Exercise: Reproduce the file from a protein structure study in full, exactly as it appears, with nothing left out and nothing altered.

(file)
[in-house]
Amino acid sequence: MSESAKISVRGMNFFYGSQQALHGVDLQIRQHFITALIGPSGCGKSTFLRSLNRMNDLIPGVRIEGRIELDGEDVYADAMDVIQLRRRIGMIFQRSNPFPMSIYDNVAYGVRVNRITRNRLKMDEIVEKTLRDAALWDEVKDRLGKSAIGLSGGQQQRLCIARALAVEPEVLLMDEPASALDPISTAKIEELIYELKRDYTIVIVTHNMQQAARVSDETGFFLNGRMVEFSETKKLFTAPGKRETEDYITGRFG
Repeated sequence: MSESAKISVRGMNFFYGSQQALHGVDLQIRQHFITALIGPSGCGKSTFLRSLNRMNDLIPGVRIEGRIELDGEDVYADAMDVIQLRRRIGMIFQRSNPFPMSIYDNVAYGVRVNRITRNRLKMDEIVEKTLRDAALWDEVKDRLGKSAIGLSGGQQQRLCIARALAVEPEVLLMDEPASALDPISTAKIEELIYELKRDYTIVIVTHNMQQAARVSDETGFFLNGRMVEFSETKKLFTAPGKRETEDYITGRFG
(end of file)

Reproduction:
[in-house]
Amino acid sequence: MSESAKISVRGMNFFYGSQQALHGVDLQIRQHFITALIGPSGCGKSTFLRSLNRMNDLIPGVRIEGRIELDGEDVYADAMDVIQLRRRIGMIFQRSNPFPMSIYDNVAYGVRVNRITRNRLKMDEIVEKTLRDAALWDEVKDRLGKSAIGLSGGQQQRLCIARALAVEPEVLLMDEPASALDPISTAKIEELIYELKRDYTIVIVTHNMQQAARVSDETGFFLNGRMVEFSETKKLFTAPGKRETEDYITGRFG
Repeated sequence: MSESAKISVRGMNFFYGSQQALHGVDLQIRQHFITALIGPSGCGKSTFLRSLNRMNDLIPGVRIEGRIELDGEDVYADAMDVIQLRRRIGMIFQRSNPFPMSIYDNVAYGVRVNRITRNRLKMDEIVEKTLRDAALWDEVKDRLGKSAIGLSGGQQQRLCIARALAVEPEVLLMDEPASALDPISTAKIEELIYELKRDYTIVIVTHNMQQAARVSDETGFFLNGRMVEFSETKKLFTAPGKRETEDYITGRFG